Fox News anchor Mike Huckabee urged fans to bombard Houston city officials with opposition to a proposed non-discrimination ordinance, baselessly asserting that the measure would "be unsafe for women and children."
On April 21, Houston Mayor Annise Parker (D) unveiled a non-discrimination proposal, which would prohibit discrimination on the basis of race, skin color, religion, national origin, age, disability, sexual orientation, and gender identity. The ordinance would apply to city employers, housing, city contractors, and private employers with more than 50 employees. According to the Greater Houston Partnership, fewer than seven percent of private employers in the city employed more than 50 people in 2011. Additionally, the measure exempts religious organizations.
The modest scope of the proposal didn't stop Huckabee from waging an apoplectic attack on it in the form of a May 10 Facebook post. Calling on Houston-area residents to "support your own Biblical beliefs," he instructed them to contact Parker and city council members in opposition to the proposed ordinance and announced a May 13 rally "on the steps of city hall."
The former Arkansas governor and host of Fox's Huckabee wrote that he was opposing the ordinance to uphold "God's definition of human sexuality" and "common moral decency," warning that the measure would make Houston unsafe for women and children:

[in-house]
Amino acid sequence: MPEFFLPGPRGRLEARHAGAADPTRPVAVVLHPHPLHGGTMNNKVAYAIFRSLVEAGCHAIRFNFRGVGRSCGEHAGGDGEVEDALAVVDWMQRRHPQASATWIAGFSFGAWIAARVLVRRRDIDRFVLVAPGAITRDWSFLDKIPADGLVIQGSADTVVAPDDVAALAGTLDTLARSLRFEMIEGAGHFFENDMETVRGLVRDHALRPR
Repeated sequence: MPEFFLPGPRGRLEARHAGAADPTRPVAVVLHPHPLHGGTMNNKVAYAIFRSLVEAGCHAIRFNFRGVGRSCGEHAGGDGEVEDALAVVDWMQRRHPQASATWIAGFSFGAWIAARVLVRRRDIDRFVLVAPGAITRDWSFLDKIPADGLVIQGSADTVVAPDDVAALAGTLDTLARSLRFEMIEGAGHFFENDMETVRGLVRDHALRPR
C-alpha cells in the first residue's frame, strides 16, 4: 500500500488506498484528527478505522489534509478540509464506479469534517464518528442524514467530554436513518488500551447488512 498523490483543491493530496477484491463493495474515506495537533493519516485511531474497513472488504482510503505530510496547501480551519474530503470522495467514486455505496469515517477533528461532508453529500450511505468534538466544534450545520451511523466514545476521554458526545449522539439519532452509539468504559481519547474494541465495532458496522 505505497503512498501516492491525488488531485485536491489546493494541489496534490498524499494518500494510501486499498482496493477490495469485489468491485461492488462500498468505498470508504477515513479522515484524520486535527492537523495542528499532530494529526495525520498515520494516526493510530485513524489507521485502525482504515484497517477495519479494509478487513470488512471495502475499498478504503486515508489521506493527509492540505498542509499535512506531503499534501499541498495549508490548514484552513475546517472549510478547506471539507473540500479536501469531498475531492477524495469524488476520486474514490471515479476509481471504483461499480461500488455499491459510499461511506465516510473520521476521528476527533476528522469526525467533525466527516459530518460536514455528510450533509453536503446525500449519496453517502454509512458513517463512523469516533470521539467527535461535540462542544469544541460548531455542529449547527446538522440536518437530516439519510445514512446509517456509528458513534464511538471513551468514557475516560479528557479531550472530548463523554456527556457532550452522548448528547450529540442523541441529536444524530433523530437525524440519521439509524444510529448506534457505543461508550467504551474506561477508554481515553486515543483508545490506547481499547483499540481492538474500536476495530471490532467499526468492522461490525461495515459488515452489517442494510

This isn't the first time Huckabee has resorted to hysterical, factually groundless arguments to crusade against basic non-discrimination protections. In 2012, he condemned a proposed non-discrimination ordinance in Kansas by stoking fears about inappropriate bathroom and locker room behavior. Conservatives relied on such fear-mongering in their unsuccessful campaigns against transgender protections in Maryland and California, even though states and localities that have already implemented transgender protections haven't witnessed spikes in sexual assault in restrooms and locker rooms. Such facts notwithstanding, opponents of the Houston ordinance have taken to calling it the "Sexual Predator Protection Act."
Huckabee's attack on the ordinance echoes other conservative claims against anti-discrimination measures, including a San Antonio ordinance passed last fall. In both cases, opponents have ignored the measures' explicit religious exemptions to argue that the proposals would imperil religious liberty and overlooked data indicating that anti-LGBT discrimination is bad for businesses and local economies.
Just last month, Huckabee made headlines when he declared that he's "not a hater" and "not homophobic," simply a believer in the Bible. As he wages a campaign of malicious smears to combat even proposals with clear religious exemptions, such claims appear increasingly untenable.